By Mike Sloan ringside in Las Vegas: It took Ishe Smith his entire professional career to finally become a champion. In his first ever title defense, he let the belt leave his possession and into the hands of Carlos Molina. In a fight where neither man ever seized control or dominated his opponent, Molina was awarded a version of the junior middleweight title via split decision.
The fight was the antithesis of the two that bookended it in terms of excitement because it was an extremely dull affair. With neither boxer sporting the sort of crushing power to end a fight with one shot, it was a duel largely made up of pitter-patter punchers, leaving a lot to be desired as each round wore away.
Smith (25-6, 11 KOs), the only Las Vegas native to become a world champion, looked lethargic throughout the encounter and was pushed around by the Mexican. Molina clinched whenever he got close, nullifying most of what Smith tried to throw. When Smith gave himself enough space to punch and counter, he did well, though he rarely gave himself said space throughout the fight.
Many of the rounds were extremely close and could have gone to either man. But when the fight concluded, the general notion was that Molina (22-5-2, 6 KOs) had done enough to win. However, judge Adalaide Byrd scored it 116-112 for Smith. Her score was offset by those of Burt Clements and Barry Druxman, who saw it 117-111 and 116-112, respectively, for Molina.
Cano Wins War Over Theophane
Welterweight Pablo Cesar Cano finally got his first ever victory on American soil, but it was not an easy task. Cano stood toe-to-toe for most of the allotted ten rounds against Ashley Theophane and wound up walking away with an incredibly hard-fought split decision.
The Mexican rocked his foe repeatedly throughout the contest, but he was never able to either knock Theophane off his feet or take him out completely. Whether it was from his powerful overhand right or sharp counter left hook, Cano controlled most of the action and seemed just a few punches away from having the fight halted several times. However, the Las Vegas-based Theophane was tougher than leather and stood his ground, bravely fighting back every time he was wobbled.
Cano (27-3-1, 20 KOs) appeared to sweep the first five or six rounds – he rocked his opponent badly in the third and fifth rounds – but he seemed to fade in the latter stages of the contest. Theophane picked up his pace at that point and turned the fight in his favor, but eventually Cano’s reliable right hand crashed home again, badly rocking him again in the ninth. Still, Cano couldn’t put him away and had to fight tooth and nail until the final bell sounded.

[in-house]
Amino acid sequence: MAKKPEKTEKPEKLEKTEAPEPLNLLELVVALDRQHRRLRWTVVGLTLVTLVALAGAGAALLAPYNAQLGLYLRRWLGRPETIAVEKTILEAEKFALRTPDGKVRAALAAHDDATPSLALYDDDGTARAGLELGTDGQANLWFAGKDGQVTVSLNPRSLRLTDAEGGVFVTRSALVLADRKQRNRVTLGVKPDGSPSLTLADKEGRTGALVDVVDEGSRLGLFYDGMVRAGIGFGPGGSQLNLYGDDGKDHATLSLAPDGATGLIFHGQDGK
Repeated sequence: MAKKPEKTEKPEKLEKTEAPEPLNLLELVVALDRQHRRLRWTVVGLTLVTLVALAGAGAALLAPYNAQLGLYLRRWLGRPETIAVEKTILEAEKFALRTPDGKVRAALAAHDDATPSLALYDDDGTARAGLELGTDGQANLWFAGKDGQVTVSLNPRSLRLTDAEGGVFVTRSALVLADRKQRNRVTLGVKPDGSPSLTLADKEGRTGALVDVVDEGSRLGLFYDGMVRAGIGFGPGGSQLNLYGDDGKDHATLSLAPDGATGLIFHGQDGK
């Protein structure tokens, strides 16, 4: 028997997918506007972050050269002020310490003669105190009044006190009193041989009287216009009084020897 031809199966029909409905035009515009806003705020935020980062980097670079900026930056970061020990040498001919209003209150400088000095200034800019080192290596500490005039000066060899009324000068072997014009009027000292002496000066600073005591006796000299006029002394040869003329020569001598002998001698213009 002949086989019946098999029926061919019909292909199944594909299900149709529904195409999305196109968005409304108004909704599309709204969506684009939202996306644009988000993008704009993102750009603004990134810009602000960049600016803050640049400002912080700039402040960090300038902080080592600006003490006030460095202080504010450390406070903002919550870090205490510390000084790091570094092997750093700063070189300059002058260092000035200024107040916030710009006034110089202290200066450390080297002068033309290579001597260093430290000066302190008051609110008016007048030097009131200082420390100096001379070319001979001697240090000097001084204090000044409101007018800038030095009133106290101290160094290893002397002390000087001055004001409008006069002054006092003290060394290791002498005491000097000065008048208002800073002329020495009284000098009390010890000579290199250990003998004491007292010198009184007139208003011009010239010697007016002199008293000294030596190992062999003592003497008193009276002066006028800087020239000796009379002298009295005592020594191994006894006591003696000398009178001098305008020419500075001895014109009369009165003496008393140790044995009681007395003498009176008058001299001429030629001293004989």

When the dust settled, it seemed as though Cano had dominated most of the fight and won the fight going away, even though it was a back-and-forth tussle. However, ringside judge Ricardo Ocasio saw the bout in favor of Theophane (33-6-1, 10 KOs) with a score of 96-94. The other two judges saw it for Cano, though, with scores of 98-92 and 97-93. SecondsOut also had it for Cano, but by a wider margin of 98-91.
Middleweight prospect Luis Arias was a dominating force against James Winchester, scoring a shutout over six rounds. Arias, from Las Vegas, was the aggressor throughout the bout and mauled the Reidsville, North Carolina fighter from start to finish. Arias was not able to put away his foe, but he won a lopsided unanimous decision via tallies of 60-54 on all three cards. With the win, Arias jumped to 7-0 with 3 KOs while Winchester dipped to 16-9 with 6 KOs.
Another local fighter, Ronald Gavril was dominant over eight rounds en route to a unanimous decision win over Flint, Michigan fighter Shujaa El Amin. Gavril used superior footwork, jabs and counters throughout and won via scores of 79-73 on all three ringside scorecards. El Amin was tough and tried to continuously engage the quicker Gavril, but it was not enough. Gavril improved to 7-0 with 5 KOs while El Amin dipped to 12-5 with 6 KOs.
Middleweight prospect Chris Pearson destroyed opponent Joshua Williams, stopping him in just 74 seconds. Pearson, from Dayton, Ohio, stuck a stiff jab in his foe’s face from the start, which set up perfect straight lefts and rights. Williams (9-6, 5 KOs), from Westerly, Rhode Island, couldn’t avoid the onslaught and was mercifully rescued by referee Russell Mora. With the TKO, Pearson improved to 12-0 with 9 KOs.
Local super middleweight Lanell Bellows made quick work of Jordan Moore. Bellows (6-0-1, 5 KOs) crushed Moore with a right hand to the body, sending him to his knees where he was counted out by referee Robert Byrd. The official time of the knockout came at 2:30 of the opening frame. Moore, from Logan, West Virginia, fell to 3-1.
The heavyweight tussle between local fighter Andrew Tabiti (1-0, 1 KO) and Nskayumn, New York’s Edward Smith (1-0) was scrapped because Smith never showed up. No official reasons were given as to why he never made it to the MGM as of press time, though it was rumored to be because Smith never gave a pre-fight urine sample.
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September 14, 2013